Comment on historic aviation by the chief executive of the UK’s Light Aircraft Association
Familiarity, they say, breeds contempt. In the case of the ubiquitous Piper PA-28 Cherokee that may be an exaggeration, as since its maiden flight in January 1960 it has become the world’s most successful training aircraft. It is still in production and, to date, almost 33,000 examples of the type have been built.
If the Cherokee is an unsung hero, maybe even more so is its designer. Fred Weick was a personal friend of Orville Wright, a barnstormer, a ground-breaking researcher into aerodynamics, wind tunnel design and low-drag engine cowlings. He penned an unspinnable light aircraft and developed the first purpose-built crop-duster, before being invited by Piper to design the most successful aircraft in its history.
Born in Illinois during 1899, Weick studied mechanical engineering at the University of Illinois and in 1922 joined the fledgling US Air Mail Service as an engineer. A year later, he learned to fly with a barnstorming operation and, like many of his contemporaries, cut his teeth on the Curtiss JN-4D ‘Jenny’. His first solo flight came at the end of a barnstorming tour, when the company was left with one more aircraft than available pilots. Fred was simply told to take over an aeroplane and follow another pilot home.
“It is said that no Ercoupe has ever been lost in a stall-spin accident. About half of the 6,000 built are still flying”
Weick then joined the Navy Bureau of Aeronautics in Washington DC, working closely with the scientists of the National Advisory Committee for Aeronautics (NACA), which he joined in 1925. He developed the ‘NACA cowling’ which surrounded the previously uncowled radial aircraft engines of the period, reducing drag and enhancing cooling.
Among the first applications of the new cowling was the Travel Air Type R ‘Mystery Ship’ racer of 1929. The aircraft made its debut in the Th ompson Trophy, the top air race of its day, where it handsomely beat both US Army and Navy fighters despite its pilot having to circle after cutting one of the course pylons. The NACA cowling and derivatives went on to be used on almost every highperformance radial aircraft.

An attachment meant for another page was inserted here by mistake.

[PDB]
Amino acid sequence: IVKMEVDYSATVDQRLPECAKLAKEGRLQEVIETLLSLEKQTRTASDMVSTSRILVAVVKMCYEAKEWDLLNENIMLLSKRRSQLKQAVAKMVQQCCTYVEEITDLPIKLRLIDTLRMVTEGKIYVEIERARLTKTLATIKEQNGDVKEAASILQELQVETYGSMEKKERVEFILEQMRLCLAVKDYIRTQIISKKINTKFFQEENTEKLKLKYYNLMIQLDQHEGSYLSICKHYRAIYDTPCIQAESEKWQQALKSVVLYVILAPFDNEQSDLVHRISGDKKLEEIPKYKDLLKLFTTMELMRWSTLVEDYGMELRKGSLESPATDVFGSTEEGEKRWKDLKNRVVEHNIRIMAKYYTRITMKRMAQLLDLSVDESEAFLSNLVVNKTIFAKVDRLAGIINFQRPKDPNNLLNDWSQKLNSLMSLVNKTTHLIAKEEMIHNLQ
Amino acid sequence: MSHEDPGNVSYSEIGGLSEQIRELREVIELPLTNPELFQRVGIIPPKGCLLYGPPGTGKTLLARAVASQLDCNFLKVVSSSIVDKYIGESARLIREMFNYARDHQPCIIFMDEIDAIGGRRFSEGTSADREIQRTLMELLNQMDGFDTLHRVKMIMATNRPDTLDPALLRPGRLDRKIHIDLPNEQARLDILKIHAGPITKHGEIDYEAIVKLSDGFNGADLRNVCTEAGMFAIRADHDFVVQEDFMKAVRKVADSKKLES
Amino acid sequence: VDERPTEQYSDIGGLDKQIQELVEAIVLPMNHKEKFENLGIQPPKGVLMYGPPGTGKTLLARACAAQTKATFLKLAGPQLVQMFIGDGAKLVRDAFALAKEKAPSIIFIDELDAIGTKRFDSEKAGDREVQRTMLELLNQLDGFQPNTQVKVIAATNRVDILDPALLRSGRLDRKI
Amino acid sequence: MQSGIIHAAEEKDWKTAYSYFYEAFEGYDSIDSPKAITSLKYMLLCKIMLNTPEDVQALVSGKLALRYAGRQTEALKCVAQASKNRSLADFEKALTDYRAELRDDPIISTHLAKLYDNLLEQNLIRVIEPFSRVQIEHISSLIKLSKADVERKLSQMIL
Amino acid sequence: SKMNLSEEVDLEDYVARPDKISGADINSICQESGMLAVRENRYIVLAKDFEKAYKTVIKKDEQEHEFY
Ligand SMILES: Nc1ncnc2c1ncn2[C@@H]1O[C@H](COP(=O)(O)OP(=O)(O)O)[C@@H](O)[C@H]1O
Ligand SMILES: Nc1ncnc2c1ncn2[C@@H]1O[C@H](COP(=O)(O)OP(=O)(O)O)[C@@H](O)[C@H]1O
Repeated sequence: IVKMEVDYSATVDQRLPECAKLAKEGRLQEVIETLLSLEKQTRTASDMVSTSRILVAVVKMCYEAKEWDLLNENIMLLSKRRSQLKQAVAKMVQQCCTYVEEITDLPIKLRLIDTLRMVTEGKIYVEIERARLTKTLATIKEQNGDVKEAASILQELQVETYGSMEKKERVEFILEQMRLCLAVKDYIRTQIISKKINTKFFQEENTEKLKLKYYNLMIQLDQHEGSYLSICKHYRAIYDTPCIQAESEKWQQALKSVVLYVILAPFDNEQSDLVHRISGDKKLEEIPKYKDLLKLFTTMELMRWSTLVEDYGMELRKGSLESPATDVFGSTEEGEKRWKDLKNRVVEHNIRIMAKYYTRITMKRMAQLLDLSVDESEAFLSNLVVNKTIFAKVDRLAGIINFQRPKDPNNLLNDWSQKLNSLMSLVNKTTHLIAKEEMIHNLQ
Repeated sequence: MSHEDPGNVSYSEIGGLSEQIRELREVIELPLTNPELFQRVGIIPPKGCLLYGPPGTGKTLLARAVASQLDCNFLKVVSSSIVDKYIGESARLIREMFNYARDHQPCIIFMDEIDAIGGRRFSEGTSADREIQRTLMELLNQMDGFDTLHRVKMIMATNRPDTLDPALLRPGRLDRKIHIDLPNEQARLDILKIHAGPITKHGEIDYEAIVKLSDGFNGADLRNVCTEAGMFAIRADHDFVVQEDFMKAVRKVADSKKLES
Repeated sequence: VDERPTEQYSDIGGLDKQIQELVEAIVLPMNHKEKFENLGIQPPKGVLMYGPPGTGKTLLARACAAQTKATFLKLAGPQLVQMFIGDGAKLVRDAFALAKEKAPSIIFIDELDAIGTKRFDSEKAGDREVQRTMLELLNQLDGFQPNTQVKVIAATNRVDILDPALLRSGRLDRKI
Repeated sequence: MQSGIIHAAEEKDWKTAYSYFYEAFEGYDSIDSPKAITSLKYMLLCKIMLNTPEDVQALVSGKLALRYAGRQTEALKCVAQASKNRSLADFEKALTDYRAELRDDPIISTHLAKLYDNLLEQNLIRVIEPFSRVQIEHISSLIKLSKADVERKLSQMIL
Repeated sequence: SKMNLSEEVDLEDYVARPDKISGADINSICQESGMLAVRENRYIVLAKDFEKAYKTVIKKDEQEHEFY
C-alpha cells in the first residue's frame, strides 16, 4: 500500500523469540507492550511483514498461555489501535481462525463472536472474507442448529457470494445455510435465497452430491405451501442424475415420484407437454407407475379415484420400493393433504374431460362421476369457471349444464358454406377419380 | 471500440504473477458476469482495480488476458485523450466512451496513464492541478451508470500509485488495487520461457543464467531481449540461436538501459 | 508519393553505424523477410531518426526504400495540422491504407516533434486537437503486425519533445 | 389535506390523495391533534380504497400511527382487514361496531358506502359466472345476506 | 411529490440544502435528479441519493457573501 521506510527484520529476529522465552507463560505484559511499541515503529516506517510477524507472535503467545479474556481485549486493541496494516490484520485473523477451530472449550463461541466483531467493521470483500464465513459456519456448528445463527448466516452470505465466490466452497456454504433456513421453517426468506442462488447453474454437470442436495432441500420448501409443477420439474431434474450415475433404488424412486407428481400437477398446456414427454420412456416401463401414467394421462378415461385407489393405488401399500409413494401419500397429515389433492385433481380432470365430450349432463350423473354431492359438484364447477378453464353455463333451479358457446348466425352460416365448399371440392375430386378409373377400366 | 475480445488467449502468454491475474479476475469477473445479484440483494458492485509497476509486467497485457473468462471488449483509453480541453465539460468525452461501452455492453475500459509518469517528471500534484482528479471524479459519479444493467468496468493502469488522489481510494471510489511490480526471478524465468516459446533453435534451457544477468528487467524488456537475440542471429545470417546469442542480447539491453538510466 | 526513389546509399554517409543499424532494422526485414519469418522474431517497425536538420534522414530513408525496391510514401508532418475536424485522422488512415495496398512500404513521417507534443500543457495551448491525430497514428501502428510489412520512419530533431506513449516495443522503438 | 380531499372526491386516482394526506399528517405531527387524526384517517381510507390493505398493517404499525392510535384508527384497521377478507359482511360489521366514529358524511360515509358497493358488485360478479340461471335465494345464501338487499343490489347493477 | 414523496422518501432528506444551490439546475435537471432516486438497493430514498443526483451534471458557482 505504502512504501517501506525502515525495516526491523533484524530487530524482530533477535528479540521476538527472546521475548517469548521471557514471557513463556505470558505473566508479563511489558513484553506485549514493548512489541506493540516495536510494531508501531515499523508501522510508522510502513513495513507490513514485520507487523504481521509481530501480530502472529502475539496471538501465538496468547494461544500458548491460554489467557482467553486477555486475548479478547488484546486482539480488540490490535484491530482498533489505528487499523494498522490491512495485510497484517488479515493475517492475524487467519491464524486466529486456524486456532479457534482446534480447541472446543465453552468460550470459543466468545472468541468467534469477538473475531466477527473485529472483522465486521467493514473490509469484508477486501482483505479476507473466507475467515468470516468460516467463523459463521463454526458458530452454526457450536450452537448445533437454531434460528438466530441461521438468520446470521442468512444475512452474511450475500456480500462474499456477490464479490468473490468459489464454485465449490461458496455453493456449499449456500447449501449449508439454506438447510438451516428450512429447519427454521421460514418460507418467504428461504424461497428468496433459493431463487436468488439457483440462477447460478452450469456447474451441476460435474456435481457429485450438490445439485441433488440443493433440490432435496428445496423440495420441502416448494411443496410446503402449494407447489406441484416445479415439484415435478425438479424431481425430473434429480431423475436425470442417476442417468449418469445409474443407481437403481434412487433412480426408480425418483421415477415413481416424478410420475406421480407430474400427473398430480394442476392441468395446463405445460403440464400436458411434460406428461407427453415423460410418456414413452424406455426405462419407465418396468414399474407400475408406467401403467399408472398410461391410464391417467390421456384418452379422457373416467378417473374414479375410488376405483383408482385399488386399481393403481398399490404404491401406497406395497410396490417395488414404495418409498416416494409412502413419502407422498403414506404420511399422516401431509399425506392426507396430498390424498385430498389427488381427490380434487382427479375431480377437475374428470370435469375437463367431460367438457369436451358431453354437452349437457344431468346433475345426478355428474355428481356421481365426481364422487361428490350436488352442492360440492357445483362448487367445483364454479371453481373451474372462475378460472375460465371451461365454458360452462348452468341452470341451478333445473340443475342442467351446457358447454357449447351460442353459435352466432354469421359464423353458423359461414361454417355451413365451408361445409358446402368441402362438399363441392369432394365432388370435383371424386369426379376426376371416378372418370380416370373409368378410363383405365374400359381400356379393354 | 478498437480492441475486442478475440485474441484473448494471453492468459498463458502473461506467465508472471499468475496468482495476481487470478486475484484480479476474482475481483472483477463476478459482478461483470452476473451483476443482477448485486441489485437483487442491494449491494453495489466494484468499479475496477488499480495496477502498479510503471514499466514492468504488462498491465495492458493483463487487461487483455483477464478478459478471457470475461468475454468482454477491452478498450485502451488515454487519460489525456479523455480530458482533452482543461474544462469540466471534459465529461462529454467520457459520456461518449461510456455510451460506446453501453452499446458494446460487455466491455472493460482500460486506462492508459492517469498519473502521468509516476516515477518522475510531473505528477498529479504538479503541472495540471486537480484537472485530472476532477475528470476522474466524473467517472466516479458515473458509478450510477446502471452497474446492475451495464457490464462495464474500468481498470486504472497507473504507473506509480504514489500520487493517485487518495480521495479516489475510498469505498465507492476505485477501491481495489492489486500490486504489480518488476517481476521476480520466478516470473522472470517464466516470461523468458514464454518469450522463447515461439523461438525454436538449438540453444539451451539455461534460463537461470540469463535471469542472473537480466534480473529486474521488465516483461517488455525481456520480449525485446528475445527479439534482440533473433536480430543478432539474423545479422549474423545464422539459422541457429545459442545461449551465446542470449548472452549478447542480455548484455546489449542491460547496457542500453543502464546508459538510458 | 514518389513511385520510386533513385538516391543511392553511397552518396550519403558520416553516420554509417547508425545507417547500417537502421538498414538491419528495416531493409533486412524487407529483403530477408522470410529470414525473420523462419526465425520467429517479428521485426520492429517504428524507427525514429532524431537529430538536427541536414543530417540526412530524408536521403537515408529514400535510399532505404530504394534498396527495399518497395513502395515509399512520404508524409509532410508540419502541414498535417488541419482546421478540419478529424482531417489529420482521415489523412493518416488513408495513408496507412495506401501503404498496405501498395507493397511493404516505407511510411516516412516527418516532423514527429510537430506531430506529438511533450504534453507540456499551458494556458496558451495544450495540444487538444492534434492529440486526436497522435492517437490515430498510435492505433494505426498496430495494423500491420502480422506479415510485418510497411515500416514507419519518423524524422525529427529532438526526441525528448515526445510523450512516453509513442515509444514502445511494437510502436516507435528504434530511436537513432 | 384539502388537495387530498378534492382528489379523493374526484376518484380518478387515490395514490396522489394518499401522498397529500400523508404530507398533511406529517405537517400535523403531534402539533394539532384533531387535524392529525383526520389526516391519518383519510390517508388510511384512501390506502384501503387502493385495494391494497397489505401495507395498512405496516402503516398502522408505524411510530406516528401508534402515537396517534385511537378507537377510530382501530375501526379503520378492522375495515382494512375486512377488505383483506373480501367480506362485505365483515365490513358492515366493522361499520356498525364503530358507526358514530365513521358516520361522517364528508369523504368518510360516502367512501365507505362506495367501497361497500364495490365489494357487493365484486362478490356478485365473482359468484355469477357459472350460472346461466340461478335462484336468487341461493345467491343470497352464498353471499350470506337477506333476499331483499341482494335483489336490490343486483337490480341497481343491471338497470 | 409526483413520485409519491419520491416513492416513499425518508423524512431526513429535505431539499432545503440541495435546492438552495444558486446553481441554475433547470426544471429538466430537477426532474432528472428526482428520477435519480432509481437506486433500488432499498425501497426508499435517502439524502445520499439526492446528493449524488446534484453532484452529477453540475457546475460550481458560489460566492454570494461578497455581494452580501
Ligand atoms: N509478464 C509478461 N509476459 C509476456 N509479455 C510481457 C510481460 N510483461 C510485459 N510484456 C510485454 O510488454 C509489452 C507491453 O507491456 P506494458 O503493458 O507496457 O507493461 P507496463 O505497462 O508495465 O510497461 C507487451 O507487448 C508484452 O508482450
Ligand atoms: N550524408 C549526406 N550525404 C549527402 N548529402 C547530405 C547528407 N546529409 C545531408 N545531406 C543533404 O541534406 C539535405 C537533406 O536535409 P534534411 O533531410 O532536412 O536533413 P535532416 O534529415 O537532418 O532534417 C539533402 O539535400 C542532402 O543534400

In 1936 Weick was asked to create an all-new light aircraft for the Engineering and Research Corporation, Erco. The two-seat, all-metal, low-wing Ercoupe featured a then-revolutionary steerable nosewheel undercarriage and was designed to prevent stalling and out-ofbalance flight. It was the first light aircraft to be certified as spin-proof and it is said that, even today, none have ever been lost in stall-spin accidents. About half of the 6,000 Ercoupes built are still flying.
Weick’s next design, in contrast, was designed to be crashed. In a bid to reduce the number of fatal crop-dusting accidents to converted aircraft such as Boeing Stearman Model 75s, he created a bespoke aeroplane which was developed to become the Piper PA-25 Pawnee. The design incorporated a steel-tube ‘safety cage’ protecting the pilot, while the engine mounts were designed to shear off , leaving the engine below the pilot in a crash. Such was the success of the Pawnee, both in terms of sales and in reducing ag pilot casualties, that in 1957 Piper asked Weick to join the company as its chief engineer. The rest, as they say, is history.
The all-metal Cherokee was not just attractive and easy to fly. It was cheaper to make than the fabric-covered high-wing designs which then were the mainstays of the Piper fleet. The original ‘Hershey Bar’ parallelchord wing of the early PA-28s was produced using identical wing ribs, significantly reducing tooling costs. Weick even helped design the Vero Beach factory in Florida where the new aircraft was to be built.
He died on 8 July 1993, but the story isn’t over yet. Since that maiden flight six decades ago, Cherokee variants have ranged from 140 to 300hp, fixed and retractable gear, and four to six seats. A new training variant was announced in early 2019, so Weick’s most successful design is set to remain in production for some time to come.